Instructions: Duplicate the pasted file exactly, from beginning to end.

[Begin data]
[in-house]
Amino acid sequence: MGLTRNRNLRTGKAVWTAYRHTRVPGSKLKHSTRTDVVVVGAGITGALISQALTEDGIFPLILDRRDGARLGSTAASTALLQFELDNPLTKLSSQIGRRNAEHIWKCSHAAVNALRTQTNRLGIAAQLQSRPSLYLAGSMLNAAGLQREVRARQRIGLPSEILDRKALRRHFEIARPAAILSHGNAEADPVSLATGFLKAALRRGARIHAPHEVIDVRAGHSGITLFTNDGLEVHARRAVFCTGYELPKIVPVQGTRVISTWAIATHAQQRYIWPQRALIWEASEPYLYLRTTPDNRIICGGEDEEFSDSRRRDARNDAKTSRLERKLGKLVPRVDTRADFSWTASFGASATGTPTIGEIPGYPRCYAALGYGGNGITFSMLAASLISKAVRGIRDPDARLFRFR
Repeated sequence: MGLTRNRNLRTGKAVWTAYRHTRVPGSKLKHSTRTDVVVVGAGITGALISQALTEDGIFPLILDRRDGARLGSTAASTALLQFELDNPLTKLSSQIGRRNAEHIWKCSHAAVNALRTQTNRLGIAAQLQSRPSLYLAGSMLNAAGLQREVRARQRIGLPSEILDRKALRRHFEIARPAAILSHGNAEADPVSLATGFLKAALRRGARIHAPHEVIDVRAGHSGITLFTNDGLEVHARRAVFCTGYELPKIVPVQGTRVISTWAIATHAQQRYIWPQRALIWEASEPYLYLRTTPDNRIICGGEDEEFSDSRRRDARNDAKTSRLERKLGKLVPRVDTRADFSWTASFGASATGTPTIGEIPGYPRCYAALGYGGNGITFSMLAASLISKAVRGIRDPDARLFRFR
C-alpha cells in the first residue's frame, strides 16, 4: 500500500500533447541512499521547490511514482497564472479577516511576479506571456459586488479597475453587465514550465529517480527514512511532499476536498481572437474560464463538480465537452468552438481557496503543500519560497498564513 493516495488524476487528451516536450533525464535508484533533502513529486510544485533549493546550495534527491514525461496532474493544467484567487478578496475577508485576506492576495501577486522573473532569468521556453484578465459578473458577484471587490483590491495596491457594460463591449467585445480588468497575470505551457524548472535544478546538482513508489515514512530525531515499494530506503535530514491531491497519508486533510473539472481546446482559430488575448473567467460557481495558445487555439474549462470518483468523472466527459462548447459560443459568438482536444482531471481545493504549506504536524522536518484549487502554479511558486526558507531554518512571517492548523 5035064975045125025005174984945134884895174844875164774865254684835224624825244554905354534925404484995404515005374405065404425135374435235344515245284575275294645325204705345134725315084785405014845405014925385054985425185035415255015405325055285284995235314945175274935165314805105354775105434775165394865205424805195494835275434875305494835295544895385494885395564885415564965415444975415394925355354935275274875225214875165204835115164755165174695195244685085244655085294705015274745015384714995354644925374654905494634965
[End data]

[in-house]
Amino acid sequence: MGLTRNRNLRTGKAVWTAYRHTRVPGSKLKHSTRTDVVVVGAGITGALISQALTEDGIFPLILDRRDGARLGSTAASTALLQFELDNPLTKLSSQIGRRNAEHIWKCSHAAVNALRTQTNRLGIAAQLQSRPSLYLAGSMLNAAGLQREVRARQRIGLPSEILDRKALRRHFEIARPAAILSHGNAEADPVSLATGFLKAALRRGARIHAPHEVIDVRAGHSGITLFTNDGLEVHARRAVFCTGYELPKIVPVQGTRVISTWAIATHAQQRYIWPQRALIWEASEPYLYLRTTPDNRIICGGEDEEFSDSRRRDARNDAKTSRLERKLGKLVPRVDTRADFSWTASFGASATGTPTIGEIPGYPRCYAALGYGGNGITFSMLAASLISKAVRGIRDPDARLFRFR
Repeated sequence: MGLTRNRNLRTGKAVWTAYRHTRVPGSKLKHSTRTDVVVVGAGITGALISQALTEDGIFPLILDRRDGARLGSTAASTALLQFELDNPLTKLSSQIGRRNAEHIWKCSHAAVNALRTQTNRLGIAAQLQSRPSLYLAGSMLNAAGLQREVRARQRIGLPSEILDRKALRRHFEIARPAAILSHGNAEADPVSLATGFLKAALRRGARIHAPHEVIDVRAGHSGITLFTNDGLEVHARRAVFCTGYELPKIVPVQGTRVISTWAIATHAQQRYIWPQRALIWEASEPYLYLRTTPDNRIICGGEDEEFSDSRRRDARNDAKTSRLERKLGKLVPRVDTRADFSWTASFGASATGTPTIGEIPGYPRCYAALGYGGNGITFSMLAASLISKAVRGIRDPDARLFRFR
C-alpha cells in the first residue's frame, strides 16, 4: 500500500500533447541512499521547490511514482497564472479577516511576479506571456459586488479597475453587465514550465529517480527514512511532499476536498481572437474560464463538480465537452468552438481557496503543500519560497498564513 493516495488524476487528451516536450533525464535508484533533502513529486510544485533549493546550495534527491514525461496532474493544467484567487478578496475577508485576506492576495501577486522573473532569468521556453484578465459578473458577484471587490483590491495596491457594460463591449467585445480588468497575470505551457524548472535544478546538482513508489515514512530525531515499494530506503535530514491531491497519508486533510473539472481546446482559430488575448473567467460557481495558445487555439474549462470518483468523472466527459462548447459560443459568438482536444482531471481545493504549506504536524522536518484549487502554479511558486526558507531554518512571517492548523 5035064975045125025005174984945134884895174844875164774865254684835224624825244554905354534925404484995404515005374405065404425135374435235344515245284575275294645325204705345134725315084785405014845405014925385054985425185035415255015405325055285284995235314945175274935165314805105354775105434775165394865205424805195494835275434875305494835295544895385494885395564885415564965415444975415394925355354935275274875225214875165204835115164755165174695195244685085244655085294705015274745015384714995354644925374654905494634965